Is the Static Multicast MAC address term the same as hardware ethernet MAC address (wan0)? In devices where two MAC addresses is present, i.e. lan0, wan0.
No. A multicast MAC address is a layer-2 address in the multicast range, but it will not be a hardware MAC address. You would configure a static multicast MAC address in the CAM table on a switch to solve a problem.
Cisco has a document that explains the problem and possible solutions:
Understand the Problem and Its Solutions
By default, the Catalyst switches have IGMP snooping enabled. With IGMP snooping, the switch snoops (or listens) for IGMP messages on all the ports. The switch builds an IGMP snooping table that basically maps a multicast group to all the switch ports that have requested it.
Assume that, without any prior configuration, Receiver 1 and Receiver 2 have signaled their intentions to receive a multicast stream for 126.96.36.199 that maps to the L2 multicast MAC address of 01.00.5e.6f.ef.ef. Both Switch 1 and Switch 2 create an entry in their snooping tables for these receivers in response to the IGMP reports that the receivers generate. Switch 1 enters port Gigabit Ethernet 2/48 in its table, and Switch 2 enters port Fast Ethernet 1/0/47 in its table.
Note: At this point, the multicast source has not started its traffic, and none of the switches knows about the switch mrouter port.
When the source on Switch 1 starts to stream multicast traffic, Switch 1 has "seen" the IGMP report from Receiver 1. As a result, Switch 1 delivers the multicast out port Gigabit Ethernet 2/48. But, since Switch 2 "absorbed" the IGMP report from Receiver 2 as part of the IGMP snooping process, Switch 1 does not see an IGMP report (multicast request) on port Gigabit Ethernet 2/46. As a result, Switch 1 does not send any multicast traffic out to Switch 2. Therefore, Receiver 2 never gets any multicast traffic, even though Receiver 2 is in the same VLAN but merely on a different switch than the multicast source.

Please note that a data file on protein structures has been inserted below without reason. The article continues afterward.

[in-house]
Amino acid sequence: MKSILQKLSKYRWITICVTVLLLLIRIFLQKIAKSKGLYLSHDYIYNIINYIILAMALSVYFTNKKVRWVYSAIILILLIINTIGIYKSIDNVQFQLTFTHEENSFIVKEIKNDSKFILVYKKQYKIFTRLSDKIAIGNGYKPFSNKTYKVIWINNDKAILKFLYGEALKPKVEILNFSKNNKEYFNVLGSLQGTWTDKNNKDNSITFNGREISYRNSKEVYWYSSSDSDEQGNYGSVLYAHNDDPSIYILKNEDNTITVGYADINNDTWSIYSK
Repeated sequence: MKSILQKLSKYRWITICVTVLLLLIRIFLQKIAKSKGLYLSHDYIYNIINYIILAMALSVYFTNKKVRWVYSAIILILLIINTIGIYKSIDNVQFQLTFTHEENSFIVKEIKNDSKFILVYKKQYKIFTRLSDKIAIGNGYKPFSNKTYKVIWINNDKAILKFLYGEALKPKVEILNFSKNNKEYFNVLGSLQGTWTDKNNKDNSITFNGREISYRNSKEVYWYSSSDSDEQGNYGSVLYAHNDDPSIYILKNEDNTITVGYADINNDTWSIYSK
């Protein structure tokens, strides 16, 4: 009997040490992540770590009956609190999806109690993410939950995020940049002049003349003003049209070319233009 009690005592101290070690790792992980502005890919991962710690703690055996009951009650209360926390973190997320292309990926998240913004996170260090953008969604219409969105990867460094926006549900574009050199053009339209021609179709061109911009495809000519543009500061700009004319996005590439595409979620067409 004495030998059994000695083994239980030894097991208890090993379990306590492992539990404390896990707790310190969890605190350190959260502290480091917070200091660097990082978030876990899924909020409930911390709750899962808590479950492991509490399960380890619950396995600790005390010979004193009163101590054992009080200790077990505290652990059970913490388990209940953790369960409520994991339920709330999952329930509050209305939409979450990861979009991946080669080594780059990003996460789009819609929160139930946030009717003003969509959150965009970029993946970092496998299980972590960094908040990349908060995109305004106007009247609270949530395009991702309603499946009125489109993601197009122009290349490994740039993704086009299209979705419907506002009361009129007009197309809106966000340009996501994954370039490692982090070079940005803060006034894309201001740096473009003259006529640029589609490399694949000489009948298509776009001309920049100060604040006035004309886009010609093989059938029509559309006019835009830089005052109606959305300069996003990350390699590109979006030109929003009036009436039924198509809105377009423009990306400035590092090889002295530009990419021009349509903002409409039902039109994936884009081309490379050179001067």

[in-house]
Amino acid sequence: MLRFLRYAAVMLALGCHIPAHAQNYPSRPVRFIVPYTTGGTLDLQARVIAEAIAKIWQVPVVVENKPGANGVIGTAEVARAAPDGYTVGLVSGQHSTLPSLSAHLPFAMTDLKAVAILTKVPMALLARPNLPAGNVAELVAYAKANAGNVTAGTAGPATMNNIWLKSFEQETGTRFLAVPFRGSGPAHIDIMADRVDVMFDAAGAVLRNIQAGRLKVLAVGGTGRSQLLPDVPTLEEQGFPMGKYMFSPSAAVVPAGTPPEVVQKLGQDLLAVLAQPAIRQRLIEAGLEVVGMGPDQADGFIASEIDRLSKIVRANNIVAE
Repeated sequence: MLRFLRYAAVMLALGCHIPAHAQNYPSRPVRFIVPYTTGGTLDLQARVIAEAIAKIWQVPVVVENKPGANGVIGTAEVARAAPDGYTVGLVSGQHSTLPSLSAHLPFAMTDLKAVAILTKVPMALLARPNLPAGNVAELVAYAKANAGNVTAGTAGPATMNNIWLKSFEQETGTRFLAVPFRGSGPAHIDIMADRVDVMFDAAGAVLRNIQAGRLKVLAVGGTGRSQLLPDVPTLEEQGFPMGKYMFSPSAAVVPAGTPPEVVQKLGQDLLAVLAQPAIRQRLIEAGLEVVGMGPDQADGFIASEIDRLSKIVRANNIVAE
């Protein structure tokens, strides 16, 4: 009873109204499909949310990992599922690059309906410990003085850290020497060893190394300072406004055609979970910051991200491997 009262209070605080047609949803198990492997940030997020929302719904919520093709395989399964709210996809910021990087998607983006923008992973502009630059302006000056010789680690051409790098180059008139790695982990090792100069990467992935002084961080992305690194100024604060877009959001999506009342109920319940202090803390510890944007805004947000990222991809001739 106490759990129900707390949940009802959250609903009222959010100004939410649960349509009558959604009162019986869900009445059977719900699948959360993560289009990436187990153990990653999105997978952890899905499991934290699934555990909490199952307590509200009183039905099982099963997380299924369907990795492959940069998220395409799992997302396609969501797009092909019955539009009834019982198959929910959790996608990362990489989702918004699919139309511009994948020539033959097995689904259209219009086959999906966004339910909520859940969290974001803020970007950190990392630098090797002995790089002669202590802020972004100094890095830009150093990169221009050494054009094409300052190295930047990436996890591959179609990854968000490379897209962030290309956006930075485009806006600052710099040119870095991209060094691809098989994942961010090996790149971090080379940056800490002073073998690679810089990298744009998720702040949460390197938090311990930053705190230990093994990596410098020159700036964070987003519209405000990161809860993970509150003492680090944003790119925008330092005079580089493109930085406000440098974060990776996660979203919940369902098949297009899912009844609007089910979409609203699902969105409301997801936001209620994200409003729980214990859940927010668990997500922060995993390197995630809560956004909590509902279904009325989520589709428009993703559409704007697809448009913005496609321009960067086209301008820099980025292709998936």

The reason for this issue is that IGMP snooping is not really supported on any Catalyst platform without an mrouter. The mechanism "breaks down" in the absence of an mrouter port. If you want a fix for this solution, you must have the switches somehow learn or know of an mrouter port. The Solutions section of this document explains the procedure. But how does the presence of an mrouter port on the switches remedy the situation?
Basically, when the switches learn or statically know about an mrouter port, two critical things occur:
- The switch "relays" the IGMP reports from the receivers to the mrouter port, which means that the IGMP reports go toward the
multicast router. The switch does not relay all the IGMP reports.
Instead, the switch sends only a few of the reports to the mrouter.
For the purpose of this discussion, the number of reports is not
important. The multicast router only needs to know if there is at
least one receiver that is still interested in the multicast
downstream. In order to make the determination, the multicast router
receives the periodic IGMP reports in response to its IGMP queries.
- In a source-only multicast scenario, in which no receivers have yet "joined" in, the switch only sends the multicast stream out its
When the switches know their mrouter port, Switch 2 relays out the IGMP report that the switch received from Receiver 2 to its mrouter port. This port is Fast Ethernet 1/0/33. Switch 1 gets this IGMP report on the switch port Gigabit Ethernet 2/46. From the perspective of Switch 1, the switch has received merely another IGMP report. The switch adds that port into its IGMP snooping table and begins to send out the multicast traffic on that port as well. At this point, both the receivers receive the requested multicast traffic, and the application works as expected.
But how do the switches identify their mrouter port so that IGMP snooping works as it is expected to work in a simple environment like this? The Solutions section provides some answers.